The Confederate soldiers now had to fight the rest of the gruesome battle now traveling uphill. The video from the History Channel, “The Battle of Gettysburg”, showed images of many soldiers struggling to fight the battle at this disadvantage. They had trouble seeing distances up the hills and were even known to have had friendly fire on themselves thinking that it was the enemy. After the second day of battle the union was still shorthanded and outnumbered, although they fought off the confederate push.

The Confederate General, Robert E. Lee, made the decision to lead a large force to attack the Union line. Union artillery, who had an extreme range advantage, had what was called “target practice” on the confederate troops, greatly weakening the force. By the time they were in range of the Union line, Confederate troops had been torn apart to the point that retreat was the only option, giving the Union the victory of the Battle of Gettysburg. The battle was the bloodiest ever fought on american soil.

The Battle of Gettysburg rallied the North and is what turned the tide of the Civil War. They had the confidence that they could defeat the fearful general Robert E. Lee. The geography of appalachia provided the North with the edge that they needed to take the battle which, in turn, shaped the outcome of the Civil War. Wars are an important part of history that have shaped the way we live today. War has many factors that decide the winner and the loser, and geography is one that should not be forgotten.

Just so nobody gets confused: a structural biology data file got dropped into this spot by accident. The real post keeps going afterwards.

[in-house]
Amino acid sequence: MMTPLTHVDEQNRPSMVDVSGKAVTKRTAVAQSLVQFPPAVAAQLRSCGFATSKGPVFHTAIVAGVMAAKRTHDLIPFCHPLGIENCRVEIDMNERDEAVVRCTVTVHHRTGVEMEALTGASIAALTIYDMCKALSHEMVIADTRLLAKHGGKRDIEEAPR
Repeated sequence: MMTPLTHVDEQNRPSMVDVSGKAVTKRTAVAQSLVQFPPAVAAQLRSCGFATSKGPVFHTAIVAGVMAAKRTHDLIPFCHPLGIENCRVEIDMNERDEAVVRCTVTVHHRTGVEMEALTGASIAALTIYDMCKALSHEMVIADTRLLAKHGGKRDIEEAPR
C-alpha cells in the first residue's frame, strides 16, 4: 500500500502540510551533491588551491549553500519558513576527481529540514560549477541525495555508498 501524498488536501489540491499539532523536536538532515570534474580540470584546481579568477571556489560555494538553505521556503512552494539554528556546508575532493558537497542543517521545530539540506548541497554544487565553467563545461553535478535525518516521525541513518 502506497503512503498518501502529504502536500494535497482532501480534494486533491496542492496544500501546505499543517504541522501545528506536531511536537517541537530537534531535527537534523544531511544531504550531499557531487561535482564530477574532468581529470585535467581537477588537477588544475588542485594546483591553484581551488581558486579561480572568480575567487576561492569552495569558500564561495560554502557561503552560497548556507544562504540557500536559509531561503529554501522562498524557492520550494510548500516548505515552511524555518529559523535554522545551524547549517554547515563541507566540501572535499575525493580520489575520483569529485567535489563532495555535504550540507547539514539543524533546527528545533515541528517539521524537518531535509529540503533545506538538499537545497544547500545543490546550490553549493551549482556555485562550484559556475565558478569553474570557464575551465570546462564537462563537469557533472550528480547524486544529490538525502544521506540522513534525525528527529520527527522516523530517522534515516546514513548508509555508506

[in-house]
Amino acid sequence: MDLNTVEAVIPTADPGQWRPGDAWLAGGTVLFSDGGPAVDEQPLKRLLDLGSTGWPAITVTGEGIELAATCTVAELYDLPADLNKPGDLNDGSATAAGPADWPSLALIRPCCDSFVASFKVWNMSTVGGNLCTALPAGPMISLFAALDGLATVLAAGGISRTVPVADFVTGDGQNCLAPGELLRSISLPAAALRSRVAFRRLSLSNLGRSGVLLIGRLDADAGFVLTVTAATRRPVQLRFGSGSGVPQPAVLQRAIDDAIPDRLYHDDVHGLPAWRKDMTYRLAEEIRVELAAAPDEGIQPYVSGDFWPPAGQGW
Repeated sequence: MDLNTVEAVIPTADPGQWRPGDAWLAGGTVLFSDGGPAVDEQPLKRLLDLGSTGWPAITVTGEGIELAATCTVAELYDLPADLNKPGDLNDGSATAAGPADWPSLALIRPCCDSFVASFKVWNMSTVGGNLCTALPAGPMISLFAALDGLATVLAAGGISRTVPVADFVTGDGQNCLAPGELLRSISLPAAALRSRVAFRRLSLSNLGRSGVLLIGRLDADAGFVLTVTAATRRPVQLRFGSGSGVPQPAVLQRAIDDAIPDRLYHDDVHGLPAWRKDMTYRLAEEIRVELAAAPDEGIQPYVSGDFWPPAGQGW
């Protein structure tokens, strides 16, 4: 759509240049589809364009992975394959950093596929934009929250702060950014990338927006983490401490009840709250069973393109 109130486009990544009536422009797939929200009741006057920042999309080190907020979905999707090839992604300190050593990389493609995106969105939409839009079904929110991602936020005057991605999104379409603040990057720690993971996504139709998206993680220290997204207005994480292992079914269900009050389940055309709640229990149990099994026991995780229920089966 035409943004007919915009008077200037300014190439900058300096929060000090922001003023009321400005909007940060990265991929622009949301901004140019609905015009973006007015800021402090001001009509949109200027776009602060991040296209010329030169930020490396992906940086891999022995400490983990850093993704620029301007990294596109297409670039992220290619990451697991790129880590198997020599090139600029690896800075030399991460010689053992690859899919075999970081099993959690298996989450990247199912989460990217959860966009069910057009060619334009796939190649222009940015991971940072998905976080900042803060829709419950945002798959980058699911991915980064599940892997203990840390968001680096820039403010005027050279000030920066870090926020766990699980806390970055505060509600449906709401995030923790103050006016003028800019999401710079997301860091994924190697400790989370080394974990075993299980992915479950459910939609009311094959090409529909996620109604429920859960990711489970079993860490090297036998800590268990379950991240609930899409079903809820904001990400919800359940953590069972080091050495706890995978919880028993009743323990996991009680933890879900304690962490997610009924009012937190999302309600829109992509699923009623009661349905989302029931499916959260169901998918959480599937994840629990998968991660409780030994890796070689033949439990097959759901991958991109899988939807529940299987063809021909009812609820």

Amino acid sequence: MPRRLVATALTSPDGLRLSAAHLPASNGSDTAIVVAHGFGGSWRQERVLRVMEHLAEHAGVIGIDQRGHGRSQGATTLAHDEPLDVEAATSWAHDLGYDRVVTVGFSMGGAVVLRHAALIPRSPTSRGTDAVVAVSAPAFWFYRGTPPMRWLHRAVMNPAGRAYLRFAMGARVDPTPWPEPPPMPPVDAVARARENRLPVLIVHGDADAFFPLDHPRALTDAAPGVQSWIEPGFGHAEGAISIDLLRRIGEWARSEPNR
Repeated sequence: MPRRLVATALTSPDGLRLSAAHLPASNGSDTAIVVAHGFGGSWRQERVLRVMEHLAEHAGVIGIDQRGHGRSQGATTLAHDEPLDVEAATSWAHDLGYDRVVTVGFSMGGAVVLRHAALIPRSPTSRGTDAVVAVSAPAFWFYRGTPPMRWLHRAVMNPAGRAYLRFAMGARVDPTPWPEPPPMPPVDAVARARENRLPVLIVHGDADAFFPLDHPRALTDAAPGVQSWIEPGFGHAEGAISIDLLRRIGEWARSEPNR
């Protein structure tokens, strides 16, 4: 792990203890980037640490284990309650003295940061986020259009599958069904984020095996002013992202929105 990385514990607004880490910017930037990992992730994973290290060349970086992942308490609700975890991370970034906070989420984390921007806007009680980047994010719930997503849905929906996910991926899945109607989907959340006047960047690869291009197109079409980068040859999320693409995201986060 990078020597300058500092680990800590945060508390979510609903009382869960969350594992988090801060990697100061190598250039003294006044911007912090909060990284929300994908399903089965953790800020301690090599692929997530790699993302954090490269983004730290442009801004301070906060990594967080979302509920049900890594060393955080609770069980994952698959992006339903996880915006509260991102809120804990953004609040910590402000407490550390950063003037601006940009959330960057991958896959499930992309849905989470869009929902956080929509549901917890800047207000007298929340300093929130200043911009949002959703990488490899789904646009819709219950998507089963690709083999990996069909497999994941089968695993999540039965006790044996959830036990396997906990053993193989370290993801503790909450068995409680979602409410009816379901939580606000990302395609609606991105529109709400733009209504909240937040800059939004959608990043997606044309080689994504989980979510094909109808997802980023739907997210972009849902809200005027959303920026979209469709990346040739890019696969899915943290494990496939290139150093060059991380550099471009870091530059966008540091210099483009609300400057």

Geography has caused aided many armies to victory, and taken many armies to defeat. Appalachian geography varies much over its large spam and proved to be a major factor. The Battle of Gettysburg was a pivotal battle that the North won, due to the large hills that they used to their advantage. Should that geographical advantage be taken away, odds are that the South, outnumbering the North, would have won that battle and changed history. This leads to the question, did Appalachian geography have an affect on the Civil War?